Minister opens Indaba, optimistic about the future of Africa’s tourism

04 May 2019

DURBAN, SOUTH AFRICA – Thursday, 2nd April, 2019: When South Africa’s Minister of Tourism, Derek Hanekom, opened Africa’s Travel Indaba 2019, he asked the audience if the continent was ready to invite 21 million international tourists by 2030. His own response to the question was a resounding yes.

Hanekom, opened Africa’s Travel Indaba with great optimism and verve as he welcomed over 1,000 exhibitors and 1,500 buyers to the event, held at the Durban ICC on Thursday, 2nd May 2019.

The UNWTO predicted that 1.8 billion people will be travelling globally by 2030, and that Africa will increase its share from our current 5% to 7% of all global arrivals. This would be 126-million arrivals; almost double the current numbers.

Hanekom said that for Africa to reach that target it would need to see growth of 5,4% per year. “Are we up to it? Yes, we most definitely are.”

In his State of the Nation Address in February this year, South Africa’s President, Cyril Ramaphosa, said that South Africa is looking to increase its international tourist numbers from 10.5-million in 2018 to 21-million in 2030. To Hanekom, this is do-able. “This 2019 edition of the Africa Travel Indaba will without doubt help us move towards this lofty goal - a goal which has the potential to support 2-million additional jobs in South Africa.”

Telling real stories of Africa
Africa’s Travel Indaba has become synonymous with storytelling. And this year’s theme, Africa’s Stories, Your Success re-emphasises the importance of telling our own stories and showcasing our successes. “Too often the real stories of Africa are not told and not heard,” said Hanekom.

“Let’s work together to replace the sometimes negative narrative of Africa with the real story of so many nations on the move, of people innovating and moving confidently into the future,” he added.

Collaboration among African nations need improvement
Hanekom called on leaders to action the AU Agenda 2063 – especially with respect to free movement of people everywhere on the continent, and the easing or dropping of visa requirements in the next few years to enable this.

“Intra-continental tourism from Africa’s rapidly growing economies and growing middle class is an opportunity begging to be exploited. We need improved collaborative efforts between our countries to achieve this.”

Climate change calls for responsible tourism
The early warning signs of climate change that recently wreaked havoc in Mozambique, Zimbabwe, Malawi and on South Africa’s east coast will affect the tourism sector. This presents the sector with an opportunity to promote responsible tourism. “We simply must practice responsible tourism. We must fiercely conserve our natural environment. And tourism must bring tangible and lasting benefits to everyone,” said Hanekom.

For those affected by the recent storms a special collection desk has been set up at the main registration area, for people to offer their donations. Funds collected will be channelled through carefully selected non-profit organisations, to ensure proper distribution and allocation. “In the spirit of Ubuntu, we would like to give you, the tourism industry, an opportunity to open your hearts and extend a helping hand to the victims,” said Hanekom.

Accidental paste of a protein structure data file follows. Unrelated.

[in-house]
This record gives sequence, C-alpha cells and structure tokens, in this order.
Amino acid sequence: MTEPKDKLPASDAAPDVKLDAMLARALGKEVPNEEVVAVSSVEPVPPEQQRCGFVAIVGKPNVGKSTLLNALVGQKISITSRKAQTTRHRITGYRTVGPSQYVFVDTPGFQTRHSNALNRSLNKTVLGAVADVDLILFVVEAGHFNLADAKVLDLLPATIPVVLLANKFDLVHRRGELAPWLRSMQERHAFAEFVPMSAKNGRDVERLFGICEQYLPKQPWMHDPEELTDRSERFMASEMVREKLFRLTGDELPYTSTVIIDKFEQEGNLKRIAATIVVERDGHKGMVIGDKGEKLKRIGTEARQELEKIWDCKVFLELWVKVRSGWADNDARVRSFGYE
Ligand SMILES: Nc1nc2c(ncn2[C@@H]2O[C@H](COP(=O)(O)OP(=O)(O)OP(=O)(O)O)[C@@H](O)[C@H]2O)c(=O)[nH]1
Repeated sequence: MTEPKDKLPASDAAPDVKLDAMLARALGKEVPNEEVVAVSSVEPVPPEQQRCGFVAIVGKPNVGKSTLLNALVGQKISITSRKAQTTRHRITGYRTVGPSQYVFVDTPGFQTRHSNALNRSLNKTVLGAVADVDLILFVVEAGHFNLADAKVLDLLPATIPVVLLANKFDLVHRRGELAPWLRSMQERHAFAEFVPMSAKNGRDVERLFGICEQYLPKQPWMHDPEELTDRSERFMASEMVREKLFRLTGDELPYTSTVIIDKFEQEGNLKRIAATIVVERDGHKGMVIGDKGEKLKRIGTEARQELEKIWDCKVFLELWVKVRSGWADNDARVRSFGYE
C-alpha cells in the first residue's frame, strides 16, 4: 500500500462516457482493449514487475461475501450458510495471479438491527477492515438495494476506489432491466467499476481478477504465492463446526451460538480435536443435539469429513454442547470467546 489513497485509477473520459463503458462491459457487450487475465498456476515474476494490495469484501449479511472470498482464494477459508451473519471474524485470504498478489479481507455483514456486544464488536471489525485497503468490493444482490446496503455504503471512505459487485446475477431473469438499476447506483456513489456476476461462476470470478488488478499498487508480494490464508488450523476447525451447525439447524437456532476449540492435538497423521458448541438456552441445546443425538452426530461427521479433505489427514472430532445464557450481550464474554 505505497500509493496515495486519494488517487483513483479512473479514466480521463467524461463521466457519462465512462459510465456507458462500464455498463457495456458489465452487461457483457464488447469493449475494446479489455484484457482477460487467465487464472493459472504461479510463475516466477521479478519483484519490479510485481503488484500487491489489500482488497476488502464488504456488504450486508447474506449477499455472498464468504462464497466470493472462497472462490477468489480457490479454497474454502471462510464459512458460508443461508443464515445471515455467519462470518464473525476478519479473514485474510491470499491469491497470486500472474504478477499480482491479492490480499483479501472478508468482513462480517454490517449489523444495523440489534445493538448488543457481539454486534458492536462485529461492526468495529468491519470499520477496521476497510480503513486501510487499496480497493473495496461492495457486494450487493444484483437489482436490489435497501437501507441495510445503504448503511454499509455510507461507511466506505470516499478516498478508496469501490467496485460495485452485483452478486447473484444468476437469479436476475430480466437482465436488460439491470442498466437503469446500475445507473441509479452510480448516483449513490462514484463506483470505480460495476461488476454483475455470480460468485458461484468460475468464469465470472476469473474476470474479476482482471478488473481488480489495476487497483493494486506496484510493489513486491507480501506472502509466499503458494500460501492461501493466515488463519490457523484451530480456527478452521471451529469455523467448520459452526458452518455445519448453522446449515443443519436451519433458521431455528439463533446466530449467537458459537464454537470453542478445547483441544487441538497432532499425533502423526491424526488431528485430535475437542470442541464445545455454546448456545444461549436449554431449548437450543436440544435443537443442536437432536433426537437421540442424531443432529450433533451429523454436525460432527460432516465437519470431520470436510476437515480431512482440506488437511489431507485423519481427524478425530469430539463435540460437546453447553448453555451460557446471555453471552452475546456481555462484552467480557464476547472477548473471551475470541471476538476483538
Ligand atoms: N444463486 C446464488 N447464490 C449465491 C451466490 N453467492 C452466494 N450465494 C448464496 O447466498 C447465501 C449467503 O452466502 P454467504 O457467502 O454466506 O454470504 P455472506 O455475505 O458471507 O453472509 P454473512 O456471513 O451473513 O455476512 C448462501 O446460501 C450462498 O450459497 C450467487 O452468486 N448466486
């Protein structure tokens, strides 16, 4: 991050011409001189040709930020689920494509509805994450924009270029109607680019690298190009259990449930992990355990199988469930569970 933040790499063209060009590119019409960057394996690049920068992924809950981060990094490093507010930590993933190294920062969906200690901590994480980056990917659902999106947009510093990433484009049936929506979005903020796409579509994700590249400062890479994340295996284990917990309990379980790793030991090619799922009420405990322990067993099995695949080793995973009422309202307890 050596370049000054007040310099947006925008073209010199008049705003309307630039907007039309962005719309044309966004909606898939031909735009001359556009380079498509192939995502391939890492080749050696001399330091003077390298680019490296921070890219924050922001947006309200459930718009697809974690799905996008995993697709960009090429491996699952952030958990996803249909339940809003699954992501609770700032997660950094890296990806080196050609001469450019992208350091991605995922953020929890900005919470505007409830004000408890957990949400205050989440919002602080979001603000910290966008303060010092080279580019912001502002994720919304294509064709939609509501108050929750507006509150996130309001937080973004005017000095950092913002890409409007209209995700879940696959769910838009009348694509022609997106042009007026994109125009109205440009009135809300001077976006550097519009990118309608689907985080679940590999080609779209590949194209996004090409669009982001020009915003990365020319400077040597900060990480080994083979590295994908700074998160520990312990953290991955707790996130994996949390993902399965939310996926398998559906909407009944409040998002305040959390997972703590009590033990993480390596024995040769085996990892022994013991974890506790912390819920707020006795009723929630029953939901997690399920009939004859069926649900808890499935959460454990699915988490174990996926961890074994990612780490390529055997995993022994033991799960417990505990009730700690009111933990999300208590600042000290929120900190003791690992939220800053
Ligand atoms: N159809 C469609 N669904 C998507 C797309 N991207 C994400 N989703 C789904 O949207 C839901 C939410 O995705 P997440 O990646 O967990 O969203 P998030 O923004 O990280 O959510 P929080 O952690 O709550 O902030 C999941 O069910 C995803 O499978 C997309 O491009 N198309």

When Nelson Mandela, South Africa’s first democratically-elected President opened the first Indaba in a free South Africa, he shared these words:

“It is in tourism that nature and humanity meet most equitably and profitably…. It also provides the resources for the conservation of our natural heritage. Furthermore, tourism is making an important and valuable contribution to the South African economy.”

“Twenty-four years on, and those words still echo throughout our sector,” said Hanekom.

African Tourism Facts

Hanekom’s optimism was not unfounded as he unpacked Africa’s tourism story by numbers.

Africa saw 67-million international tourist arrivals in 2018.

This is an increase of nearly 14-million from 2017, when Africa faced Ebola.

This was a growth of 7%, more than the global average of 6%.

This number represents 5% of all global international arrivals.

Ethiopia was Africa’s fastest growing travel economy at 48.6%. Hanekom attributed their success to Air Ethiopia’s great service and the country’s relaxation of Visa regulations, “something which many of our countries could learn from, especially South Africa,” he said.

Kenya follows them, growing by 37% and surpassing the 2-million mark for the first time.

Directly and indirectly, tourism contributed 8.5% to African GDP in 2018, supporting more than 24-million jobs on the continent, or 6.7% of all jobs.

Despite the impressive figures overall, tourism’s contribution to GDP in Africa is still well below the global average of 10.4%. “What this tells us is that we have huge unrealised potential to unlock,” said Hanekom.

Events to look forward to at Africa’s Travel Indaba include the ever-popular Speed Marketing sessions that showcases some of Africa’s finest tourist offerings. Others highlights include:

Green Stand Awards – brought to Indaba for the very first time after successful runs at Meetings Africa

Wall Mural unveiling

Sho’t Left Travel Week launch for 2019, and

Lap of Luxury pavilion at the Tourism Grading Council of South Africa stand

Faebook: travelindaba
Twitter: @travel_indaba
Official Hashtag: #Indaba19

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